Past historical figures are not here to tell us why their questions mattered when they lived, much less to respond to new questions from our own time. Exploiting their absence, irresponsible scholarship can easily dismiss the past as inane in its time and useless in our own.
In his most recent book entitled The Education of a Historian: A Strange and Wonderful Story, American Jesuit historian John W. O’Malley makes it clear that such a conclusion should not be drawn from history. In his view, the good historian helps us understand why and how the past makes sense on its own terms.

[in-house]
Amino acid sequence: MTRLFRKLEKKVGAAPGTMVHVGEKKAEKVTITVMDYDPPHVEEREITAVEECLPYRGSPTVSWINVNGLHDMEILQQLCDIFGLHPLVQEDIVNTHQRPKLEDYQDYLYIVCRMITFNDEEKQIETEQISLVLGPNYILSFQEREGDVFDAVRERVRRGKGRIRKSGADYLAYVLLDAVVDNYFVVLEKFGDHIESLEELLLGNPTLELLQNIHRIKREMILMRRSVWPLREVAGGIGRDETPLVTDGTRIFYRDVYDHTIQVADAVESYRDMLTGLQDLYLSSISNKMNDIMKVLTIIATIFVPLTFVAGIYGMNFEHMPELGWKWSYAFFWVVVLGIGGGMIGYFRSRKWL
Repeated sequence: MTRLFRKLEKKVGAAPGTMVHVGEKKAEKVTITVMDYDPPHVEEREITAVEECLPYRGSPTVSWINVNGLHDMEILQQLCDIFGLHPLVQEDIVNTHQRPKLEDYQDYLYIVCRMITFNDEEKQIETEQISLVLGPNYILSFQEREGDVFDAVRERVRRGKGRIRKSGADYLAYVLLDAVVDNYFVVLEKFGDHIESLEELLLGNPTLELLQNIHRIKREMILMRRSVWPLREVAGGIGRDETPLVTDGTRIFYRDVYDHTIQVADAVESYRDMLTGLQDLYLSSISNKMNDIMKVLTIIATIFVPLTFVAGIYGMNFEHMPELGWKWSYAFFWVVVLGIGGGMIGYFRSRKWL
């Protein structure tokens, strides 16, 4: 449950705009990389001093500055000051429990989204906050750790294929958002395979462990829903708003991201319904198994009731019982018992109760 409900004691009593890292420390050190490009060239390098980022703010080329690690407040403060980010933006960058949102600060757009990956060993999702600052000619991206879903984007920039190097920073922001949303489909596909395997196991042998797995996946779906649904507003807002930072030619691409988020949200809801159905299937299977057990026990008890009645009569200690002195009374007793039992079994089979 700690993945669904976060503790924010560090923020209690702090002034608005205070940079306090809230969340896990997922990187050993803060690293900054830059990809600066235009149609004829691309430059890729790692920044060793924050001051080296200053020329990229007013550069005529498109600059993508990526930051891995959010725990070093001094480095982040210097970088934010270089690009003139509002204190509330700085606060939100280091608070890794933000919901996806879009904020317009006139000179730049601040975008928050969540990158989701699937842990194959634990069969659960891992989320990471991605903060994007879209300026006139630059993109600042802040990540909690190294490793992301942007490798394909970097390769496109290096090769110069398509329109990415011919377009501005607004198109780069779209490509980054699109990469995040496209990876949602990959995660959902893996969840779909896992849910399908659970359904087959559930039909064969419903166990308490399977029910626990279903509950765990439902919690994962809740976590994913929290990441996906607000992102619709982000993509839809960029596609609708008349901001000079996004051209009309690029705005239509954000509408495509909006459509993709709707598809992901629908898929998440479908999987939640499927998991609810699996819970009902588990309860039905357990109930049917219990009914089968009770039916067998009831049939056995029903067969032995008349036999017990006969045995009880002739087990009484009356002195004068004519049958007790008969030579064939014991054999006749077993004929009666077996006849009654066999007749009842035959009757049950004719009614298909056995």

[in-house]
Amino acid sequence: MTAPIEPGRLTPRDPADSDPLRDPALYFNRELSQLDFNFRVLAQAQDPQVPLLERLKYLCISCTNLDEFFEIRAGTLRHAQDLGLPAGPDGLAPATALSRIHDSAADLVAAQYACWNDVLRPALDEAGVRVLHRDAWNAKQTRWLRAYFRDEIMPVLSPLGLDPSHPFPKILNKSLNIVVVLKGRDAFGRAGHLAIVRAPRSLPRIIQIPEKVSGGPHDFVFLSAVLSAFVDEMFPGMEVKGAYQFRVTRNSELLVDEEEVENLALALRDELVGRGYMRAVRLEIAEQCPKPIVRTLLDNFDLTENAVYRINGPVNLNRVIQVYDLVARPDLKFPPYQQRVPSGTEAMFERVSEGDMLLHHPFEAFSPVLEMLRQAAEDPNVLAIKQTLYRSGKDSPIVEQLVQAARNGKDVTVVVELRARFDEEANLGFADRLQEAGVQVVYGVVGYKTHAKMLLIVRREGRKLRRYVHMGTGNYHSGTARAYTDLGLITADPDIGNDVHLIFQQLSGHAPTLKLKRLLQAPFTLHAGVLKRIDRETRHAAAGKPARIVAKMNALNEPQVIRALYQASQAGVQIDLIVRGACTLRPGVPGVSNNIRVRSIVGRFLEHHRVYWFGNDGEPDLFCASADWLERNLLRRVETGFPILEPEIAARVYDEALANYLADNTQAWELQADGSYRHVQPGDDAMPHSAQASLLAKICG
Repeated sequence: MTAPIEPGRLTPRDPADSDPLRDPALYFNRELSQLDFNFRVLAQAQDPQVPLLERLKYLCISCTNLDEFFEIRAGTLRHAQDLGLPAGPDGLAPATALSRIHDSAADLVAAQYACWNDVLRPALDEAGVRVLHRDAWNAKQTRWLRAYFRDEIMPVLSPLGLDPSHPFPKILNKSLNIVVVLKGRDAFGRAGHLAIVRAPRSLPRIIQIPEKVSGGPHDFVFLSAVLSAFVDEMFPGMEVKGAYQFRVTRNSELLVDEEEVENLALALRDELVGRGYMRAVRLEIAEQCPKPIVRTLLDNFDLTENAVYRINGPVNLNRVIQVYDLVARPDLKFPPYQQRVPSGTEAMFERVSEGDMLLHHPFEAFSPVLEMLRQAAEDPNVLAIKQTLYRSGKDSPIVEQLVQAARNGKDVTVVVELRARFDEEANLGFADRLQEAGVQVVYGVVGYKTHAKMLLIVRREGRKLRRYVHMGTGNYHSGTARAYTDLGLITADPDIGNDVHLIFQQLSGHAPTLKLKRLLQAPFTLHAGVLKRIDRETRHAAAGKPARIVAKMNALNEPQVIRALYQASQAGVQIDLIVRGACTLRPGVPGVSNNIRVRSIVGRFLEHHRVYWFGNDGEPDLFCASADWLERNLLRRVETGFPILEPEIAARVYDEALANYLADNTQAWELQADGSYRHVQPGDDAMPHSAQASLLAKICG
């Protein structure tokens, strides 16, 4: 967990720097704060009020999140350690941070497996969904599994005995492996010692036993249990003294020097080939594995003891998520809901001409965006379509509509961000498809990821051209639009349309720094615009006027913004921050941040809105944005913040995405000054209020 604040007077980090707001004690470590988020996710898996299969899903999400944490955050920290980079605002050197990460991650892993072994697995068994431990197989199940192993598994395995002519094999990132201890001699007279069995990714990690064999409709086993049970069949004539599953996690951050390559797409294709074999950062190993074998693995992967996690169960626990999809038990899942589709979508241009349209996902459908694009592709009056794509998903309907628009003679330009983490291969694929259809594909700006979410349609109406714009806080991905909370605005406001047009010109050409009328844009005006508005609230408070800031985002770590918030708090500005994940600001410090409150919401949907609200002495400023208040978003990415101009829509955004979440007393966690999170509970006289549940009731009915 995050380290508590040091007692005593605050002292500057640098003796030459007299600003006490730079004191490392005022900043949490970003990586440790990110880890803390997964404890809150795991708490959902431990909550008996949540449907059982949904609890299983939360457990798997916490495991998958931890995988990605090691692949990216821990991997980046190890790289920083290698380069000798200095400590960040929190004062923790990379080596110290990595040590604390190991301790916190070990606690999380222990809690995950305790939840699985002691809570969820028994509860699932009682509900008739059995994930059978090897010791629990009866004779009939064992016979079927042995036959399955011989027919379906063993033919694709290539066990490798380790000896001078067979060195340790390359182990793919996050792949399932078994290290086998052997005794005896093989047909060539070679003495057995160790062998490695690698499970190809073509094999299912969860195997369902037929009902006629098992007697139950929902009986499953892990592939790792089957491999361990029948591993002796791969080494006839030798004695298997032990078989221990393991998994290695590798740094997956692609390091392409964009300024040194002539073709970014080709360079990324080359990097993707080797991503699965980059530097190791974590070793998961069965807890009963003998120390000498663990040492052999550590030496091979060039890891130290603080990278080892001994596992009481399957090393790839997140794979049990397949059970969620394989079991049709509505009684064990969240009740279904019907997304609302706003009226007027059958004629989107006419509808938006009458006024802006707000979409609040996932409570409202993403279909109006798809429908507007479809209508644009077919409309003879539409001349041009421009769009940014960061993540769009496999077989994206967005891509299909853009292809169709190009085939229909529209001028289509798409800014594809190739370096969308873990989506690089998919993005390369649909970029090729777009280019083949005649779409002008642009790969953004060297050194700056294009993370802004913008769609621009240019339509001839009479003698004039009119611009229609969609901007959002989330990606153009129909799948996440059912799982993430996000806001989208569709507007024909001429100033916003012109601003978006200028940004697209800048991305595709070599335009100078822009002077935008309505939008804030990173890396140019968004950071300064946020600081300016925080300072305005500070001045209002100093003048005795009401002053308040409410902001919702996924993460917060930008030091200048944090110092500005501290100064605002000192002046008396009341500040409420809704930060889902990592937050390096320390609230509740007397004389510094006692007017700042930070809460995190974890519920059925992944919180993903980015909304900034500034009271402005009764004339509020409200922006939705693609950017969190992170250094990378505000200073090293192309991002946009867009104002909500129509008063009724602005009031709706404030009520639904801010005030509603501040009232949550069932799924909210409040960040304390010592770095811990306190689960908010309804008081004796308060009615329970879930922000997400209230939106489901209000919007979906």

Coming from O’Malley, that lesson is given to us by one of the most outstanding historians of our time. For many the mention of John O’Malley will bring to mind his most popular 1993 title, The First Jesuits, which has been translated into 12 languages, or his 2008 book, What Happened at Vatican II. Published just in time for the 50th anniversary of the announcement of the Council by Pope Saint John XXIII, the latter book captured global attention.